So how do Cheltenham then apply their principles to their setup? Well, it comes with rotations into higher areas of the pitch, taking opponents away, while also providing a platform or pivot to then utilise. By rotating players, it is harder for the opponent to mark and therefore restrict progressive passes. As well with rotations higher rather than laterally, a high press is harder to implement as a player is removed from the space, reducing the chance to be shown backwards and predictable.
In the example below, we see an anti-clockwise rotation from Thomas and Doyle-Hayes. As Thomas doesn’t receive the ball, he moves out of the space to operate a position on a higher horizontal line. As he does this, Olayinka follows his movement leaving space for Doyle-Hayes to move into and receive. This principle is similar to that of Julian Nagelsmann’s RB Leipzig implementation of a double into a single pivot, allowing one player to rotate into advanced positions while the other retains a deeper position.
The implementation of these rotations allow a player to pick up an advanced position is teamed with another principle of Duff’s. With Cheltenham’s two forwards, alongside Nichols, is journeyman Reuben Reid who was very effective in implementing the up, back and through patterns. As with the rotation, this allows for a midfielder to join Broom in an advanced position closer to Reid, progressing closer to the opposition goal.
In this final example, we see this pattern in action, slightly deeper. With an emphasis on playing the way you face an interception is made breaking to Reid (the up), acting as the pivot player higher than the man in possession. Thomas positions himself deeper than Reid (the back), operating as a platform to receive and plays forward to Nichols to make a movement in the final third for the through.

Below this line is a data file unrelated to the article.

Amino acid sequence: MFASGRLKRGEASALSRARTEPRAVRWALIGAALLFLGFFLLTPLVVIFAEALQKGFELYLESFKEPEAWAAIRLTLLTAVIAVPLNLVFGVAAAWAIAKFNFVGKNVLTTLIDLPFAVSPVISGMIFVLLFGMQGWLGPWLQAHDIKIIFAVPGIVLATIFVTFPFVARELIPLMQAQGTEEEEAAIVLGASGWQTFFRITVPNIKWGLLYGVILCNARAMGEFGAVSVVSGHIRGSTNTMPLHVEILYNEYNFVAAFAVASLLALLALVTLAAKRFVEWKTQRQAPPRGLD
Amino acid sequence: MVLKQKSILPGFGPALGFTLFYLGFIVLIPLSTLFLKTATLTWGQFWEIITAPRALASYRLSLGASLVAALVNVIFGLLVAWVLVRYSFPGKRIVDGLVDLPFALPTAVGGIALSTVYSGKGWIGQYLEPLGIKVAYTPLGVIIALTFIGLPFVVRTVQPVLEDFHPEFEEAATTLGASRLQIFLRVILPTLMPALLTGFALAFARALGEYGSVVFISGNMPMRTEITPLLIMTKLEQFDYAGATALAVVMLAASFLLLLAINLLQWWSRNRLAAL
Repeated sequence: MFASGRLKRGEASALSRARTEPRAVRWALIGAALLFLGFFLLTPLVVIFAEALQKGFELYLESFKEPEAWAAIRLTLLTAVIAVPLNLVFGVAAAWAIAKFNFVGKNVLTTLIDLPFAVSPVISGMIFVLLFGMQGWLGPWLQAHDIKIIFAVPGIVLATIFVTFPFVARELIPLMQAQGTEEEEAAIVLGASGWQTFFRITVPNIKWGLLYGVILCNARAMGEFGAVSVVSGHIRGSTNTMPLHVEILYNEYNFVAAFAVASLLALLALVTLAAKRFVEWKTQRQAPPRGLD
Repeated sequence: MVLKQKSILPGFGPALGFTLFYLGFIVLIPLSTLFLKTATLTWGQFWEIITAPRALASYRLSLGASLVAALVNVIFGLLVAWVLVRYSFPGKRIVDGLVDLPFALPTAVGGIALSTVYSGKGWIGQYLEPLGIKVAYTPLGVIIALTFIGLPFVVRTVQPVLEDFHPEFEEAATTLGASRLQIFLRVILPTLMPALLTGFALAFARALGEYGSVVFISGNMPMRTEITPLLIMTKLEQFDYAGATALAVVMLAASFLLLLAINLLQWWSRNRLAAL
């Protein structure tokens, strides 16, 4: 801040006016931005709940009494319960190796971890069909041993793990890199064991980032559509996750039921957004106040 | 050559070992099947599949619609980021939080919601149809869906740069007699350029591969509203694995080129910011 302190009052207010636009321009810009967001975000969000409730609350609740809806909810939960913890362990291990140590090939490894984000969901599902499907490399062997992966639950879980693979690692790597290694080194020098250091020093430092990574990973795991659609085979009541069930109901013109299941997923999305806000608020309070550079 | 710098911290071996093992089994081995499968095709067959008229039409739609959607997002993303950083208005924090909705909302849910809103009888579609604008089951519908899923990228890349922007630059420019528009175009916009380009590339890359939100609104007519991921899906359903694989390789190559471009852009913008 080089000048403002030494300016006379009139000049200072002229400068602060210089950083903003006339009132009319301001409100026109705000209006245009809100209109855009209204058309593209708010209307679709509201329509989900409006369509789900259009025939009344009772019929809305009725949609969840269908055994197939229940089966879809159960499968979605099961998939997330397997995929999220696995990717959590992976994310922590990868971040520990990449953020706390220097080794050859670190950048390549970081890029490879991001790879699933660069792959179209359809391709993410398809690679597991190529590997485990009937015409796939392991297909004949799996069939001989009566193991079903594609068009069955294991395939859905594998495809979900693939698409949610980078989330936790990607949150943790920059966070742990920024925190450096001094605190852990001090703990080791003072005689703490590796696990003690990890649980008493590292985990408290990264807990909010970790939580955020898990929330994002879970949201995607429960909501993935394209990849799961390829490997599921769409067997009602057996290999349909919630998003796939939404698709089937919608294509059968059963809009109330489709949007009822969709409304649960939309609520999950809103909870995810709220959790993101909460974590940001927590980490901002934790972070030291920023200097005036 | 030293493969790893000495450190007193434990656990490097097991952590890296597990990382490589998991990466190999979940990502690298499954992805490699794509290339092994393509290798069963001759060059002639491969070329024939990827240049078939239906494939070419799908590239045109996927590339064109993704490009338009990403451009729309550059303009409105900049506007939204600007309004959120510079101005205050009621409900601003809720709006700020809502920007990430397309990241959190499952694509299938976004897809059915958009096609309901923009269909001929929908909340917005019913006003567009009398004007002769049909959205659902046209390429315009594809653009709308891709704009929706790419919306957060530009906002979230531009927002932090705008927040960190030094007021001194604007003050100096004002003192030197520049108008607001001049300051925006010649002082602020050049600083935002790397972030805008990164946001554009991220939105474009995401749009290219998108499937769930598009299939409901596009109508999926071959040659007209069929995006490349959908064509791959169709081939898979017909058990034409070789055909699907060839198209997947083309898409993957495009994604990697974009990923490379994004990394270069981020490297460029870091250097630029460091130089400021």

This principle utilises the physical strength and hold-up abilities of Reid, teamed with the willing running and pace of Nichols to move the opposition. As Reid will bring a player with him deeper, this opens space higher for players like Nichols and Broom to move into and receive in dangerous areas. By moving the opposition’s units at pace, this creates disorganisation of which clever and intelligent players, like Broom, can take advantage of.
Duff has certainly implemented an attractive style of football in just his second season in management, with clearly his players buying into the principles he has applied. These principles certainly cause problems for Northampton in the first leg, so let’s look at how Curle’s side may look to contain it this evening.
Northampton’s high press
Given the deficit Curle’s side find themselves in, they will have to go and take risks to get back into the tie early. As mentioned with Cheltenham’s possession-based style, Northampton may have to risk pressing high, leaving gaps behind, to win possession in dangerous areas leading to high-quality chances.
So how might they go about this? With both sides playing with a three-back setup, the width is provided from the wing-backs. Therefore, Northampton may look to cut the supply line to these areas, forcing any passes inside towards congested areas. As mentioned, Cheltenham favour rotations and dealing with this can be very difficult unless well organised. Either Northampton may look to man-mark, which they tried in the first leg. Or look to maintain the opposition in front, leaving little gaps in between the units for Cheltenham’s midfielders to rotate higher into.